Of­fi­cials are mum on whether Gra­ham ‘un­masked’ in probe

FISA surveil­lance of for­eign calls raising pri­vacy con­cerns

The Washington Times Daily - - POLITICS - BY ALEX SWOYER

Top na­tional se­cu­rity of­fi­cials re­fused to say Tues­day whether they col­lected and then “un­masked” the com­mu­ni­ca­tions of a prom­i­nent GOP se­na­tor and 2016 pres­i­den­tial can­di­date last year — throw­ing a new wrin­kle in the Trump ad­min­is­tra­tion’s push to re­new far-rang­ing spy pow­ers.

Sen. Lind­sey Gra­ham, South Carolina Repub­li­can, said he’s re­ceived in­for­ma­tion that leads him to be­lieve the Obama ad­min­is­tra­tion picked up one of his con­ver­sa­tions with a for­eign leader, and his iden­tity was later re­vealed within in­tel­li­gence cir­cles, a process dubbed un­mask­ing.

“Do I have the le­gal right as a United States se­na­tor to find out if my gov­ern­ment is mon­i­tor­ing a con­ver­sa­tion be­tween me and the for­eign leader?” Mr. Gra­ham asked Tues­day at a Se­nate Ju­di­ciary Com­mit­tee hear­ing. “Should I be wor­ried about that con­ver­sa­tion fall­ing into the hands of po­lit­i­cal peo­ple?”

He said he’s been try­ing to get an an­swer for roughly a month.

Bradley Brooker, the act­ing gen­eral coun­sel for the Di­rec­tor of Na­tional In­tel­li­gence, replied that he’s work­ing on Mr. Gra­ham’s ques­tions but still couldn’t an­swer them.

“Am I ever go­ing to get to know the basic facts?” Mr. Gra­ham de­manded. “I just want to know what con­se­quence as a se­na­tor blows my way.”

His ques­tions come as Congress is de­bat­ing how to han­dle Sec­tion 702 of the For­eign In­tel­li­gence Surveil­lance Act, which lets fed­eral in­tel­li­gence agen­cies mon­i­tor com­mu­ni­ca­tions for ter­ror­ism in­ves­ti­ga­tions as long as the tar­get is a for­eigner lo­cated out­side the U.S.

When that for­eigner is com­mu­ni­cat­ing with some­one in the U.S., those com­mu­ni­ca­tions can be in­ci­den­tally mon­i­tored — raising crit­i­cal pri­vacy and civil lib­er­ties ques­tions.

Amer­i­cans’ iden­tity is gen­er­ally not sup­posed to be at­tached to their com­mu­ni­ca­tions, but of­fi­cials can re­quest it — the un­mask­ing process — if they be­lieve it’s rel­e­vant to gain­ing an un­der­stand­ing of the in­for­ma­tion.

President Trump has in­di­cated he be­lieves his com­mu­ni­ca­tions may have been scooped up last year, and his for­mer top se­cu­rity ad­viser, Michael Flynn, did have his com­mu­ni­ca­tions with a top Rus­sian of­fi­cial mon­i­tored, ac­cord­ing to news re­ports.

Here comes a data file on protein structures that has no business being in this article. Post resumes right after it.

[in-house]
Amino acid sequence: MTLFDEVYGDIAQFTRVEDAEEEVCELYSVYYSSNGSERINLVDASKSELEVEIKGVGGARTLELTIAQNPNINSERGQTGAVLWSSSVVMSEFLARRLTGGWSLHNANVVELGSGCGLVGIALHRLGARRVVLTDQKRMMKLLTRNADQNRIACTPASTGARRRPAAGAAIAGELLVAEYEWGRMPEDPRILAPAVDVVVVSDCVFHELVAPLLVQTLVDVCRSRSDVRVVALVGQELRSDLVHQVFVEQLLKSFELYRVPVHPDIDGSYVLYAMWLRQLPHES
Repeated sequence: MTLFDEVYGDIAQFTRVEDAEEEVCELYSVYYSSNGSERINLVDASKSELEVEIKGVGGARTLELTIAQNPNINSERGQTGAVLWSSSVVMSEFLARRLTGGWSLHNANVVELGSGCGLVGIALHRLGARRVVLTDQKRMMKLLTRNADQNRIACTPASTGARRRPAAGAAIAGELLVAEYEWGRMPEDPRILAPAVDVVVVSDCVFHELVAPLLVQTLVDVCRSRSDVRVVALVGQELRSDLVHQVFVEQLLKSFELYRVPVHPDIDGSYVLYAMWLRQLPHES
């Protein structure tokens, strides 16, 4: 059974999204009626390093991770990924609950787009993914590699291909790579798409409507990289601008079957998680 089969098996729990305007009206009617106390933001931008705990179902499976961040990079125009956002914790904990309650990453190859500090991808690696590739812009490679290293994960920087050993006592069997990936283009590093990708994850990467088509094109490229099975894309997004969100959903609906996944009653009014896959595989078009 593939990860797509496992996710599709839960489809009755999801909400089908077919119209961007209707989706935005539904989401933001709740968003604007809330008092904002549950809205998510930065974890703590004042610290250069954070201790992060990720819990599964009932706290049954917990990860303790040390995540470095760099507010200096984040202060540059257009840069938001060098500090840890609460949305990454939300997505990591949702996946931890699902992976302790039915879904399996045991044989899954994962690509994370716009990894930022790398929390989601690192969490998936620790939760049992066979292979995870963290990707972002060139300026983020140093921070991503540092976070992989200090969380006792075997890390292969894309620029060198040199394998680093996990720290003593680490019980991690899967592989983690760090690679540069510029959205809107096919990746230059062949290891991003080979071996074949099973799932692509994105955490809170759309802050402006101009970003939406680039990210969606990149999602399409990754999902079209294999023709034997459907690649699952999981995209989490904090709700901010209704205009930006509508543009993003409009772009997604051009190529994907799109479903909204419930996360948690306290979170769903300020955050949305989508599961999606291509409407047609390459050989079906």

Mr. Flynn’s iden­tity was un­masked, and mem­bers of Congress have said they are prob­ing that de­ci­sion.

Sec­tion 702 is slated to ex­pire at the end of this year un­less Congress reau­tho­rizes it, and its ef­fect on Amer­i­cans has be­come a flash point.

A crit­i­cal piece of in­for­ma­tion mem­bers of Congress have de­manded to know is how many Amer­i­cans have had their com­mu­ni­ca­tions in­ci­den­tally col­lected. Di­rec­tor of Na­tional In­tel­li­gence Dan Coates has told them it is likely im­pos­si­ble to say, and even the ef­fort to try to fig­ure out a num­ber would dis­tract from im­por­tant anti-ter­ror­ism work.

Dur­ing Tues­day’s Ju­di­ciary hear­ing, sen­a­tors also pointed to harsh crit­i­cism from a fed­eral judge who over­sees FISA op­er­a­tions, and who in an opin­ion ear­lier this year sug­gested a lack of can­dor at the Na­tional Se­cu­rity Agency.

“On Oc­to­ber 24, 2016, the gov­ern­ment orally ap­prised the Court of sig­nif­i­cant non-com­pli­ance with the NSA’s min­i­miza­tion pro­ce­dures in­volv­ing queries of data ac­quired un­der Sec­tion 702 us­ing U.S. per­son iden­ti­fiers,” Judge Rose­mary M. Col­lyer wrote. “The full scope of non­com­pli­ant query­ing prac­tices had not been pre­vi­ously dis­closed to the Court.”

“That’s kind of tough lan­guage from the FISA court,” said Sen. Patrick J. Leahy, Ver­mont Democrat. “You can see the kind of con­cern on this panel.”

In­tel­li­gence of­fi­cials counter that they self-re­ported their con­cerns about how they were col­lect­ing in­for­ma­tion and cor­rected the prob­lem them­selves, with the co­op­er­a­tion of the court.

Stu­art Evans, deputy as­sis­tant attorney gen­eral for in­tel­li­gence at the Jus­tice De­part­ment, said the agency never has had an in­ten­tional vi­o­la­tion of Sec­tion 702’s rules.

“We all agree that there needs to be a bal­ance to strike be­tween pro­tect­ing the civil lib­er­ties of Amer­i­cans and pro­tect­ing the Amer­i­can public from at­tacks as well,” said Carl Ghat­tas, ex­ec­u­tive as­sis­tant di­rec­tor at the FBI. “We have all stated very em­phat­i­cally the value of this sec­tion in terms of help­ing us pro­tect the Amer­i­can public from at­tacks. It is an ab­so­lute crit­i­cal tool for us.”

Key Se­nate Repub­li­cans have in­tro­duced a full per­ma­nent ex­ten­sion of Sec­tion 702.

Sen. Dianne Fe­in­stein of Cal­i­for­nia, the com­mit­tee’s ranking Democrat, said she sup­ports an ex­ten­sion, but said it must have a sun­set, which she says is the only way for Congress to do over­sight.

“A sun­set al­lows us to re­view and re­vise such as may be nec­es­sary due to tech­nol­ogy changes, as well as other changes that hap­pen at such a rapid pace,” said Ms. Fe­in­stein.

Mr. Brooker coun­tered that Congress has abil­ity to over­see with or with­out the sun­set pro­vi­sion — but ac­knowl­edged the ad­min­is­tra­tion would rather have an ex­ten­sion with a sun­set than no ex­ten­sion at all.

AS­SO­CI­ATED PRESS

Sen. Lind­sey Gra­ham be­lieves a con­ver­sa­tion he had with a for­eigner was in­ter­cepted and some­one wanted his name un­masked. Of­fi­cials won’t con­firm he was re­vealed.

Newspapers in English

Newspapers from USA

© PressReader. All rights reserved.